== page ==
Freebase Most of Freebase’s data is available for free under the Creative Commons Attribution license Millions of entities across hundreds of types and a variety of domains (click to see the schema and search the entity graph) Full dumps in TSV format (click to access recent) RESTful with JSON responses (includes MQL queries and web API) A number of different language librairies (eleven as of this writing including Python and Java)
Infochimps Free “Baboon” level plan (100,000 API calls/month, 2,000 calls/hour burst, attribution required) 12,995 datasets spanning a wide range of tagged topics including “bigdata Varies for each data set; mostly TSV, CSV, or YAML RESTful with JSON responses for some datasets (read API documentation); YQL bindings available for a small subset of Twitter-related calls (influence, trstrank, and wordbag) Ruby, Python, PHP, and command line; Python libs for Twitter dataset operations include infochimpy and python-infochimps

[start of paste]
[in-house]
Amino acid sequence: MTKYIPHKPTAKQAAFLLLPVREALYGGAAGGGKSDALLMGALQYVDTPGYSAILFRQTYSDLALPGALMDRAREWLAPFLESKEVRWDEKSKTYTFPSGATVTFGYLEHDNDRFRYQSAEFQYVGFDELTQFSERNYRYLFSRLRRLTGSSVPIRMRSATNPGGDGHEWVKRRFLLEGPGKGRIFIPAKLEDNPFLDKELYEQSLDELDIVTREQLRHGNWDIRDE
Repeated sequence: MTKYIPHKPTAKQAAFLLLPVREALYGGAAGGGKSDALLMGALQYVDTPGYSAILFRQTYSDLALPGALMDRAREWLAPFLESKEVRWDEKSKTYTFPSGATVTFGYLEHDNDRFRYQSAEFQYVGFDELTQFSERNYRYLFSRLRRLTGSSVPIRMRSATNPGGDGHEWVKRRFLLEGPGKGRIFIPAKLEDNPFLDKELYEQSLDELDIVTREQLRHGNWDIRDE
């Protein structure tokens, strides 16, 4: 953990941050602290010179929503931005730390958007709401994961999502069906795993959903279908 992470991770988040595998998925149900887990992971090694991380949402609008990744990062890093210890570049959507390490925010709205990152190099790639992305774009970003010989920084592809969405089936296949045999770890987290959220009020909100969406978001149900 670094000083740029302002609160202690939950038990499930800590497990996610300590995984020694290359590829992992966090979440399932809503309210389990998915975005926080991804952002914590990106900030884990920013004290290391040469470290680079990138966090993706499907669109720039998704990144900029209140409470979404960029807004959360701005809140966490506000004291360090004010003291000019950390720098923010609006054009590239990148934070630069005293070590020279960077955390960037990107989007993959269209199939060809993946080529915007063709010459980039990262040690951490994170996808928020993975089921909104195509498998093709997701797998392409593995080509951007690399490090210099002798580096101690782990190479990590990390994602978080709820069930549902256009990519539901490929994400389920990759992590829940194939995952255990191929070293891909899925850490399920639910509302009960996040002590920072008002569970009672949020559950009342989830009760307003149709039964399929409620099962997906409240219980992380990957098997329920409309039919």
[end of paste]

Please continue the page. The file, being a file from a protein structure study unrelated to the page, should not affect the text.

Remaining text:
Windows Azure Marketplace DataMarket Some free datasets available, but no easy way to search for them 86 datasets across a variety of categories No documentation found including no mention in the FAQ Uses Microsoft backed OData which provides a consistent API across datasets Focused around supporting Microsoft-specific technologies (C#, Windows Phone 7, Silverlight, etc.)

Eliminating data markets that don’t meet our needs